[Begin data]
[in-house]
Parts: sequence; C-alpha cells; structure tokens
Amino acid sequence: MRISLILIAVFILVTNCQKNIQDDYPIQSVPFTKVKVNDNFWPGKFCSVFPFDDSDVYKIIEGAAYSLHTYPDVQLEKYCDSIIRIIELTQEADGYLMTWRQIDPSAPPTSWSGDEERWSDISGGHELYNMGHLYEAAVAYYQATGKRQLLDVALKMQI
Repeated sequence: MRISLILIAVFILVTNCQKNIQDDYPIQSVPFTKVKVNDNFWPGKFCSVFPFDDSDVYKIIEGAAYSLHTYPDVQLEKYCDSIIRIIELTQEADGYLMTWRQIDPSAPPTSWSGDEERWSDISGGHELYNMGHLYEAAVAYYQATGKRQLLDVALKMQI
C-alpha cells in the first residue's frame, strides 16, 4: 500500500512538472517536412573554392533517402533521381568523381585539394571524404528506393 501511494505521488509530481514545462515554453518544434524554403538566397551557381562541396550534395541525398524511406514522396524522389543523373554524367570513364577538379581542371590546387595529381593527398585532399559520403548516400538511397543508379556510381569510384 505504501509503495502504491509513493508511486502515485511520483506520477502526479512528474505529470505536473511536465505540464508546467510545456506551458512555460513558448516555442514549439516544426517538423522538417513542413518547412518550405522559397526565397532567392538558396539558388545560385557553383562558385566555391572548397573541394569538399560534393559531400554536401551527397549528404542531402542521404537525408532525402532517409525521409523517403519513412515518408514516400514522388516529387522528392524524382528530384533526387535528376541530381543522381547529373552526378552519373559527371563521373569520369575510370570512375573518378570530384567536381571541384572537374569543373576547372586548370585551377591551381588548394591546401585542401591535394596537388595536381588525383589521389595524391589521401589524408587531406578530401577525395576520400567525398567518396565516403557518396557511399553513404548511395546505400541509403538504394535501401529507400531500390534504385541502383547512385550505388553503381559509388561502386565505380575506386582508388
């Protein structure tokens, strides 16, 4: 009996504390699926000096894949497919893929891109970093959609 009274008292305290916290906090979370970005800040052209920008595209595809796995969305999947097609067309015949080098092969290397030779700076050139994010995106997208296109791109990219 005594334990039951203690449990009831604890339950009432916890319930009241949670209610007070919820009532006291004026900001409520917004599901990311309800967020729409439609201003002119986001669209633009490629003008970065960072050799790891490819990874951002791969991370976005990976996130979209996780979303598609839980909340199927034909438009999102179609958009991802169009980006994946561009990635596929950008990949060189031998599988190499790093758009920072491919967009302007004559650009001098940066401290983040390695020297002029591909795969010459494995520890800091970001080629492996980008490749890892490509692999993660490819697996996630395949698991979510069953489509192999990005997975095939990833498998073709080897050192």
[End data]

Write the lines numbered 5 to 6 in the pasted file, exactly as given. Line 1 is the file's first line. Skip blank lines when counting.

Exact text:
C-alpha cells in the first residue's frame, strides 16, 4: 500500500512538472517536412573554392533517402533521381568523381585539394571524404528506393 501511494505521488509530481514545462515554453518544434524554403538566397551557381562541396550534395541525398524511406514522396524522389543523373554524367570513364577538379581542371590546387595529381593527398585532399559520403548516400538511397543508379556510381569510384 505504501509503495502504491509513493508511486502515485511520483506520477502526479512528474505529470505536473511536465505540464508546467510545456506551458512555460513558448516555442514549439516544426517538423522538417513542413518547412518550405522559397526565397532567392538558396539558388545560385557553383562558385566555391572548397573541394569538399560534393559531400554536401551527397549528404542531402542521404537525408532525402532517409525521409523517403519513412515518408514516400514522388516529387522528392524524382528530384533526387535528376541530381543522381547529373552526378552519373559527371563521373569520369575510370570512375573518378570530384567536381571541384572537374569543373576547372586548370585551377591551381588548394591546401585542401591535394596537388595536381588525383589521389595524391589521401589524408587531406578530401577525395576520400567525398567518396565516403557518396557511399553513404548511395546505400541509403538504394535501401529507400531500390534504385541502383547512385550505388553503381559509388561502386565505380575506386582508388
């Protein structure tokens, strides 16, 4: 009996504390699926000096894949497919893929891109970093959609 009274008292305290916290906090979370970005800040052209920008595209595809796995969305999947097609067309015949080098092969290397030779700076050139994010995106997208296109791109990219 005594334990039951203690449990009831604890339950009432916890319930009241949670209610007070919820009532006291004026900001409520917004599901990311309800967020729409439609201003002119986001669209633009490629003008970065960072050799790891490819990874951002791969991370976005990976996130979209996780979303598609839980909340199927034909438009999102179609958009991802169009980006994946561009990635596929950008990949060189031998599988190499790093758009920072491919967009302007004559650009001098940066401290983040390695020297002029591909795969010459494995520890800091970001080629492996980008490749890892490509692999993660490819697996996630395949698991979510069953489509192999990005997975095939990833498998073709080897050192």